‘INVENTIONS TO THE BOOK OF JOB’ 1823—25. [ÆT. 66—68]
AS we have often to repeat, Blake was even more a neglected man in these days of Lawrence and Wilkie than he had been in those of Reynolds and Gainsborough. The majority of connoisseurs, a set of men who, to tell the truth, know little more about art, the vital part of it, have no quicker perception or deeper insight into its poetic and spiritual qualities than the mob of educated men, though they prate more: these were, as they still are, blind to his beauties. And this being so, the publishing class deserves no special blame for its blindness and timidity.
Even his old friend Mr. Butts, a friend of more than thirty years’ standing, the possessor of his best temperas and water-colour drawings, and of copies of all his en¬graved books, grew cool. The patron had often found it a hard matter not to offend the independent, wilful painter, ever the prouder for his poverty and neglect, always impracticable and extreme when ruffled or stroked the wrong way. The patron had himself begun to take offence at Blake’s quick resentment of well-meant, if blunt, advice and at the unmeasured violence of his speech when provoked by Opposition. The wealthy merchant employed him but little now, and during the few remaining years of Blake’s life they seldom met.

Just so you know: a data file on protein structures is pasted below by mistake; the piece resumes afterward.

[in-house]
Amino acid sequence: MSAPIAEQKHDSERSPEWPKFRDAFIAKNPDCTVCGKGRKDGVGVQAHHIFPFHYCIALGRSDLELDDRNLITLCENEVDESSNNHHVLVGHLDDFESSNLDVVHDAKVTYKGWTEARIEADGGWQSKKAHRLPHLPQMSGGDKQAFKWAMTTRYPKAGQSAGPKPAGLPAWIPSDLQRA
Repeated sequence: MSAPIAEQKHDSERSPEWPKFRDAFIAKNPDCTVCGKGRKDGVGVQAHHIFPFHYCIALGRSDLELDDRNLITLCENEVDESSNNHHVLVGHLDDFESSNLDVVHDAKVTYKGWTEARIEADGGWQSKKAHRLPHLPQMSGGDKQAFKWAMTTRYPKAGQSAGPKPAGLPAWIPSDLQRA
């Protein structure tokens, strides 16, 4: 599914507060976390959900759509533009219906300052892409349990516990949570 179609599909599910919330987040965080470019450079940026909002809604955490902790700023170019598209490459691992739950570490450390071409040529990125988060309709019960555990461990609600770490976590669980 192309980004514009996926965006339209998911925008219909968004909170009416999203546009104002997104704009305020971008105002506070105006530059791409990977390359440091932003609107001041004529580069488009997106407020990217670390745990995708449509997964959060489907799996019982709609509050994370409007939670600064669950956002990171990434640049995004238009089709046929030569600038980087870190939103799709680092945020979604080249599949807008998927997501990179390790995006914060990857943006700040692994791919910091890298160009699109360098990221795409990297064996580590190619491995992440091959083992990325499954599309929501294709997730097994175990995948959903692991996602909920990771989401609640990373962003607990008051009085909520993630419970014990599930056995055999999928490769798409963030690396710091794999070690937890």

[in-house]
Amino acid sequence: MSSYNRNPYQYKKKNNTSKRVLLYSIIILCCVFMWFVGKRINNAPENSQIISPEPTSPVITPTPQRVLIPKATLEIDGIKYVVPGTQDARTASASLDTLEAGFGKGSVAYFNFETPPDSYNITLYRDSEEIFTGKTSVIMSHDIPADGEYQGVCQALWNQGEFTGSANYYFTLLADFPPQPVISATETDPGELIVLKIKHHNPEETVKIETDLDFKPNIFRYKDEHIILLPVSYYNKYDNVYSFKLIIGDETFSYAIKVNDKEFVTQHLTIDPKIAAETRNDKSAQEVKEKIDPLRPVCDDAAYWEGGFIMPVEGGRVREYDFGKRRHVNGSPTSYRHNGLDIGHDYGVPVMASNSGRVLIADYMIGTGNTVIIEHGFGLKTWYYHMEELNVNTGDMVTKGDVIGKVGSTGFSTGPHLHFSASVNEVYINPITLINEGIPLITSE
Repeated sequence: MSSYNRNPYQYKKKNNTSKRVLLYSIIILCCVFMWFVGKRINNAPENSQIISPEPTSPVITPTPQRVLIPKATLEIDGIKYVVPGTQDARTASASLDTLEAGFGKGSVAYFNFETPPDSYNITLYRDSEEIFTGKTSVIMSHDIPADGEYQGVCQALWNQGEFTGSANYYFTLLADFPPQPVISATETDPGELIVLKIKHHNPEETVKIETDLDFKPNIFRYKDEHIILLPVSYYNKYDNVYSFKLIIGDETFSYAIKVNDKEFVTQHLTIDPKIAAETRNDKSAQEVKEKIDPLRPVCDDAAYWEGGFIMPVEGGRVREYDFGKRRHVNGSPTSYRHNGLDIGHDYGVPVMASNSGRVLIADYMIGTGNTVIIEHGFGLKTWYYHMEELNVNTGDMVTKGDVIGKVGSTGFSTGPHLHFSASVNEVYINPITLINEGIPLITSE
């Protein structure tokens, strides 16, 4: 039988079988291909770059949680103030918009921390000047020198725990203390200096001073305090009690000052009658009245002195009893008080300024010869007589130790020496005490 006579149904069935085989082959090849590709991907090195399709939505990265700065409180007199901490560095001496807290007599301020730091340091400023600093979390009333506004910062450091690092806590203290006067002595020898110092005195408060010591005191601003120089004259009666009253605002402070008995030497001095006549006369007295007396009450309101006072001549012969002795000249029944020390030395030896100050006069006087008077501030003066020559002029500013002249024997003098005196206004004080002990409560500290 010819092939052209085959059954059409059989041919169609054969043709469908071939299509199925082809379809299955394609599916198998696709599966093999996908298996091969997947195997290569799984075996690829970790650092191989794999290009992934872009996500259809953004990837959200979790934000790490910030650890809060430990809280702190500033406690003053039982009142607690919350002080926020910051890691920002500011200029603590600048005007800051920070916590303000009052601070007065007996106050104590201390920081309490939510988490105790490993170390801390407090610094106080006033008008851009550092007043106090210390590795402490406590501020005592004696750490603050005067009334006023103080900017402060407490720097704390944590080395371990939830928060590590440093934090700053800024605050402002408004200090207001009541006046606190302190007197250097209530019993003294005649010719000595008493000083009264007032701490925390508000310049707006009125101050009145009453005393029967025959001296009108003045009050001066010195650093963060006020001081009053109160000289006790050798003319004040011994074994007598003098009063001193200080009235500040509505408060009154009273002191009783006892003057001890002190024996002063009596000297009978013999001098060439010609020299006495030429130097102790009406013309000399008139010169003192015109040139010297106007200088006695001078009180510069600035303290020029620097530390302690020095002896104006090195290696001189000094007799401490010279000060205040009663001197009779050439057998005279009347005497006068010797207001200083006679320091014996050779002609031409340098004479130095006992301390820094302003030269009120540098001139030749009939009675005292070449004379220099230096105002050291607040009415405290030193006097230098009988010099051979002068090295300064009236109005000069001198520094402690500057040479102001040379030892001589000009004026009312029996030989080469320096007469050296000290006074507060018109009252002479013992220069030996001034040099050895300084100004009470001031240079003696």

One of the last, if not the very last, works bought by Mr. Butts of Blake, was the original series of twenty-one water-colour drawings or Inventions from the Book of Job, the longest and most important series executed since The Grave, in 1805; still loftier in theme, nobler in
achievement, most original and characteristic of all his productions. This set of drawings to Job has passed from Mr. Butts’ son into the possession of Mr. Monckton Milnes.
It is to the credit of the Royal Academy that, at this conjuncture, Blake, in the year 1822, received from its funds a donation of 25l. Collins and Abraham Cooper recommended him for the grant; Baily and Rd. Bone were the movers and seconders of the vote according it. The Forty of that day, as the testimonial in favour of the Grave showed, numbered many who could recognise Blake’s high artistic genius.